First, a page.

A diagnostic procedure that uses a flexible viewing tube to allow the provider to view the inner walls of the colon. During this procedure, a tube is gently passed into the colon through the anus.
Also known as an ultrasound, this is an imaging technique that uses high-frequency sound waves.
Stages of Breast Cancer
The stage of breast cancer refers to how extensive the cancer is, on a scale from stage 0 to stage IV. The stage of breast cancer is based on the size of the tumor and whether or not the cancer has spread.
Stereotactic Biopsy
A computerized mammography machine that uses intersecting coordinates to pinpoint the lump or area of tissue abnormality. The tissue is removed and examined under a microscope.
Stromal Cell Carcinoma
A type of ovarian cancer that starts in the supporting (stromal) cells of the ovary.
Stromal Tissues
The connective tissue of an organ, gland, or other structure, as distinguished from the tissues performing the special function of the organ or part.
Squamous Cell Carcinoma
A type of cervical cancer that most often begins where the ectocervix joins the endocervix.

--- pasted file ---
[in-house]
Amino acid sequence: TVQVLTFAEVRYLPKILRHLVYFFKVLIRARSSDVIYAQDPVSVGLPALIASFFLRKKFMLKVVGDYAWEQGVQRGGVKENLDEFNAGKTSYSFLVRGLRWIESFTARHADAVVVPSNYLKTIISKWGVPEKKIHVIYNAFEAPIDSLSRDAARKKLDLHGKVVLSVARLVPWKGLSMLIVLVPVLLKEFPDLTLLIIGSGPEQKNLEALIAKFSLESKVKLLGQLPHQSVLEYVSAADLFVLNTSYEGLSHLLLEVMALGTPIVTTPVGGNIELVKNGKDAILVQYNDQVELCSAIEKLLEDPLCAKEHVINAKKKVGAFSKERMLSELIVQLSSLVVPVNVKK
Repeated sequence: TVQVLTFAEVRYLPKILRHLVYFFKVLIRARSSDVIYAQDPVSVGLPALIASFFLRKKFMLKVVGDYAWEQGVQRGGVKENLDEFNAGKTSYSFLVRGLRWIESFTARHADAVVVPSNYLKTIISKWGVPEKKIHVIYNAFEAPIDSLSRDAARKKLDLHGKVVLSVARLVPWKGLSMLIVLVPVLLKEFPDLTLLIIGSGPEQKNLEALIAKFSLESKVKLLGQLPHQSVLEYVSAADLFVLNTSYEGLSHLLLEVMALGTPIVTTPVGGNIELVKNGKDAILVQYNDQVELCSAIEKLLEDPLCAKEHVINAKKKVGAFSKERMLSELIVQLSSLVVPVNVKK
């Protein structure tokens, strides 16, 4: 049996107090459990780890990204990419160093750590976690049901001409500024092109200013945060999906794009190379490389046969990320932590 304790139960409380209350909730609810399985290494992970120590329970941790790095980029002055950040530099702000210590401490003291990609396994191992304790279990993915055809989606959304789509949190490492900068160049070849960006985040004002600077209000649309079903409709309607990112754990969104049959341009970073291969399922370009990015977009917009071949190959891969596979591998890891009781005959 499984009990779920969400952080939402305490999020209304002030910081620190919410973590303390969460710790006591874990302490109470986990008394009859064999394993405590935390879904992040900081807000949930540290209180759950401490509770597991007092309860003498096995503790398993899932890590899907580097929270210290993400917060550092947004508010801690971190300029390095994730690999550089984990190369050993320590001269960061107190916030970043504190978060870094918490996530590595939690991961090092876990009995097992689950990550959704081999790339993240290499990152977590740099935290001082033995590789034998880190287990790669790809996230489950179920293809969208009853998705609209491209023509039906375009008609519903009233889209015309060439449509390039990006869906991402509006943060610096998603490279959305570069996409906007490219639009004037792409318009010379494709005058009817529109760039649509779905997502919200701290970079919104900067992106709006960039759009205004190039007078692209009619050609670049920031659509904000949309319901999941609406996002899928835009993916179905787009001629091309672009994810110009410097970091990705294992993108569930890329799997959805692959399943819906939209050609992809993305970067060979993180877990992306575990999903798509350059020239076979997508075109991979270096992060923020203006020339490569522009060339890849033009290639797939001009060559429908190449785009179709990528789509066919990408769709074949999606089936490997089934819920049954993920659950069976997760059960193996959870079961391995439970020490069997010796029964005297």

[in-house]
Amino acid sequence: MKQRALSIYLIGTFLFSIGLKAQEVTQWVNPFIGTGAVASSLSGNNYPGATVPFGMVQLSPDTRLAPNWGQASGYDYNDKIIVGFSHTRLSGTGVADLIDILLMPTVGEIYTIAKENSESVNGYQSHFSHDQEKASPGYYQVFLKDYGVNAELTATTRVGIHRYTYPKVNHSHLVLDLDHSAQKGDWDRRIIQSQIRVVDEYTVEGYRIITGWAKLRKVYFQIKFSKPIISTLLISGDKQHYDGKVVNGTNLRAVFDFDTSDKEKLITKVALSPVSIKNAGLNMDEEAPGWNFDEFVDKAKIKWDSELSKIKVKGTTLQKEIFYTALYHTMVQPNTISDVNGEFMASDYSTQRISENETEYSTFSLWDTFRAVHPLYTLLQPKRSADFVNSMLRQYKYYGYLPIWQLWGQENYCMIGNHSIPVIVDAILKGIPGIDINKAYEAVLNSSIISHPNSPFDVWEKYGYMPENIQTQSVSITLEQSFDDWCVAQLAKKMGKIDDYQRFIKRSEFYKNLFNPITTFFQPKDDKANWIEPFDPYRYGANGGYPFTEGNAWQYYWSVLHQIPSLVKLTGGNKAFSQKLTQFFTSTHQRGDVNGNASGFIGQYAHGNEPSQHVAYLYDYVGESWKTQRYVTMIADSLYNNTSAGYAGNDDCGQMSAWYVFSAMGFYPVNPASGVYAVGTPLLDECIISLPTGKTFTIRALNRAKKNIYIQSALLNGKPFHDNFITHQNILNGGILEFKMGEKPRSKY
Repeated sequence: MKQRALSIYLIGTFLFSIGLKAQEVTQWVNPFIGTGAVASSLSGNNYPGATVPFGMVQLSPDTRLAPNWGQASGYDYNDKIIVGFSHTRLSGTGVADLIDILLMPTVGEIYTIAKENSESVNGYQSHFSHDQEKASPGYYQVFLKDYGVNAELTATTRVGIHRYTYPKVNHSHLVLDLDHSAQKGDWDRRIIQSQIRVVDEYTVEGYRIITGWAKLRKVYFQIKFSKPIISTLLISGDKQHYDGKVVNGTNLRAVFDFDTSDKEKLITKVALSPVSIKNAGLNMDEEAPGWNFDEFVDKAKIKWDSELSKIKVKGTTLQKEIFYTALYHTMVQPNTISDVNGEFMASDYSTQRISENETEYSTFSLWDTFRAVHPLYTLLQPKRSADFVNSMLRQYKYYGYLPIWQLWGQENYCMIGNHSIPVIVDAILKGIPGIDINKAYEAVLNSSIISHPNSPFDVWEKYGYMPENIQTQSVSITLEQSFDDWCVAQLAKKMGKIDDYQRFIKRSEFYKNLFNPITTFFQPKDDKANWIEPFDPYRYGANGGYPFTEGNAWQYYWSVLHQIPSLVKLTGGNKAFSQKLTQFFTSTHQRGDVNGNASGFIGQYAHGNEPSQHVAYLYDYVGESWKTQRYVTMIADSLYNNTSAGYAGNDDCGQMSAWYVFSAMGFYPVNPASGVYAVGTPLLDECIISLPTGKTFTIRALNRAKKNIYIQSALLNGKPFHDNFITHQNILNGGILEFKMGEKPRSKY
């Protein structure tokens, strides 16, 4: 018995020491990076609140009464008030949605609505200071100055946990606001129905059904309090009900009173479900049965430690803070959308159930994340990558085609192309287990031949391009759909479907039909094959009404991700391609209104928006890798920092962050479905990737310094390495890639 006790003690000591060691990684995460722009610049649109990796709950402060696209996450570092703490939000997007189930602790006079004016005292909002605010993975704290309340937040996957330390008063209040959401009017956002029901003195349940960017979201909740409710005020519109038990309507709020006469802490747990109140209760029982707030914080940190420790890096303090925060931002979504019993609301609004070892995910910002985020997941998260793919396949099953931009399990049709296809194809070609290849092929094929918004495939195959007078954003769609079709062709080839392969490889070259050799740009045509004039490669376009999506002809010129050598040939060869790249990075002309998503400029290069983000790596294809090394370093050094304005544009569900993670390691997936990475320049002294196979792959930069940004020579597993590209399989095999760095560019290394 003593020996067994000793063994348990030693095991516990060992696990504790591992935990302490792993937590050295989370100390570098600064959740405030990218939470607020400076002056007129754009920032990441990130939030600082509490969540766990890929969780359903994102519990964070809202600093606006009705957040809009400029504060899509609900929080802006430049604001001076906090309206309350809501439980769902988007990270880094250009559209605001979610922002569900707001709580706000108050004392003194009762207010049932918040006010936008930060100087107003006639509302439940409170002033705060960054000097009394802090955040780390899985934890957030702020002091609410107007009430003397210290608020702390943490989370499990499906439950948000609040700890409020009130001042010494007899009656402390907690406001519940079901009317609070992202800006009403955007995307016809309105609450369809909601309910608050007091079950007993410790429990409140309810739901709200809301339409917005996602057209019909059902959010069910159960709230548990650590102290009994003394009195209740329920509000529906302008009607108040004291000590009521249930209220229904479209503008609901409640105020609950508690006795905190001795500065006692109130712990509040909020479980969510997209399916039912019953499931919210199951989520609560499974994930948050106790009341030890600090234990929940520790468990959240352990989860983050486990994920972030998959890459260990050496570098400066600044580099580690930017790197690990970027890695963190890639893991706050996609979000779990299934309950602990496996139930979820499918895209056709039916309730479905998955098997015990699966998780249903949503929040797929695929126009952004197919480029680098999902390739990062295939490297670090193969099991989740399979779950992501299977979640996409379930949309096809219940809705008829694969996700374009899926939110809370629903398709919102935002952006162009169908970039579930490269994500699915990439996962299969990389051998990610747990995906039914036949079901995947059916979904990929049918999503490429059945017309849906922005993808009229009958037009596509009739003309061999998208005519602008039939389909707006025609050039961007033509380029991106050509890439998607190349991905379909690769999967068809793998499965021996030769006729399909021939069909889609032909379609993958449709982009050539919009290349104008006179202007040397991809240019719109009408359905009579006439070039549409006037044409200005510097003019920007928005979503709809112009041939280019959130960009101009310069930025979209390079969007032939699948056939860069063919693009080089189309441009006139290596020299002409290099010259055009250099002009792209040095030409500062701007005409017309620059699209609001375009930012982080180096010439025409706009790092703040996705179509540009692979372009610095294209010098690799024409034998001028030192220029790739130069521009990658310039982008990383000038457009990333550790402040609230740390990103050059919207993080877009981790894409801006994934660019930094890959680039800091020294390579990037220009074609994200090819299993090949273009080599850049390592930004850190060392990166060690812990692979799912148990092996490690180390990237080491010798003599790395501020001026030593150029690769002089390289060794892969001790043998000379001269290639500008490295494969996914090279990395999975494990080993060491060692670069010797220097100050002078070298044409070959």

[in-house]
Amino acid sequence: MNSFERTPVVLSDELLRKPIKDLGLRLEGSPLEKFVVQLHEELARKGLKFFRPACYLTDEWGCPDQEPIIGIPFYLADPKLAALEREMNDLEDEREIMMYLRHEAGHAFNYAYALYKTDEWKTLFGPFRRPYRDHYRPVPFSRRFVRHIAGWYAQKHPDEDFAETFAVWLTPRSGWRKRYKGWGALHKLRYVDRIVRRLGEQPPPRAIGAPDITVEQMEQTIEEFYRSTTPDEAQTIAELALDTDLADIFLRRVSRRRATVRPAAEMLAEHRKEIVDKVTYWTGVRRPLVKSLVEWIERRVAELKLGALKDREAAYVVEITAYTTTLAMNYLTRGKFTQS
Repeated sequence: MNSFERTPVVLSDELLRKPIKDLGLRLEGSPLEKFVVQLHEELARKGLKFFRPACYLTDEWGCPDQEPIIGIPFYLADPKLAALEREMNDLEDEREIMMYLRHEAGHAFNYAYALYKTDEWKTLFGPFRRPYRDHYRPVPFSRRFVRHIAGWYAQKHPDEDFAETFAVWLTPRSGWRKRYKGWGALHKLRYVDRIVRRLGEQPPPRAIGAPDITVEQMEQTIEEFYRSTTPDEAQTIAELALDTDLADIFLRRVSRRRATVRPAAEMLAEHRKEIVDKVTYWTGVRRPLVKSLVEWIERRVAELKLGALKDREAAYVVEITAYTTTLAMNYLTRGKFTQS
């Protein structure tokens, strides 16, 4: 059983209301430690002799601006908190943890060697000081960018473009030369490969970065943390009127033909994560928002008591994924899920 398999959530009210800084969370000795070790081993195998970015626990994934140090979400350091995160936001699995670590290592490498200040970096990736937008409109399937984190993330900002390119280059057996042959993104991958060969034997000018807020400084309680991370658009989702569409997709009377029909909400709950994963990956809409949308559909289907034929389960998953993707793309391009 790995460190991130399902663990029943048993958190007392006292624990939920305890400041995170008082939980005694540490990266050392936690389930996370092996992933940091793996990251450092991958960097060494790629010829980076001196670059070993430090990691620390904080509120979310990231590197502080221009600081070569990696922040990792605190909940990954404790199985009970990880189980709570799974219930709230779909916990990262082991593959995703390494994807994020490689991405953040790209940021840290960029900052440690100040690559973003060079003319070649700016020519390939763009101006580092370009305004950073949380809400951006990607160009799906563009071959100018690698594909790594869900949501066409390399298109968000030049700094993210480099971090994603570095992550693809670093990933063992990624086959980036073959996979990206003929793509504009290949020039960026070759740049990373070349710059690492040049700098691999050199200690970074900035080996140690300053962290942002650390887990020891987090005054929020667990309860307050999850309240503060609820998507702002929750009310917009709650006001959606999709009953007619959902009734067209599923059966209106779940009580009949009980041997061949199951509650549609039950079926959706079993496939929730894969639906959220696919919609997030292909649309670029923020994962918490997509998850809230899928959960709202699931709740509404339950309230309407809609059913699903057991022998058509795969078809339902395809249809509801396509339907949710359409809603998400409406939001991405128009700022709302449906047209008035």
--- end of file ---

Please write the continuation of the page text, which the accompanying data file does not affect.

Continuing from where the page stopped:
Squamous Intraepithelial Lesion (SIL)
Precancerous changes in the cervix.
Submucosal Fibroids
Fibroids that grow into the inner cavity of the uterus.
Subserosal Fibroids
Fibroids that project to the outside of the uterus.
Systemic Chemotherapy
A type of chemotherapy that is taken by mouth or injected into a vein. The drugs enter the bloodstream and destroy or control cancer throughout the body. Usually, more than one drug is given, and chemotherapy is given in cycles. Each treatment period is followed by a rest period. The length of the rest period and the number of cycles depends on the specific type of cancer, and the anticancer drugs used.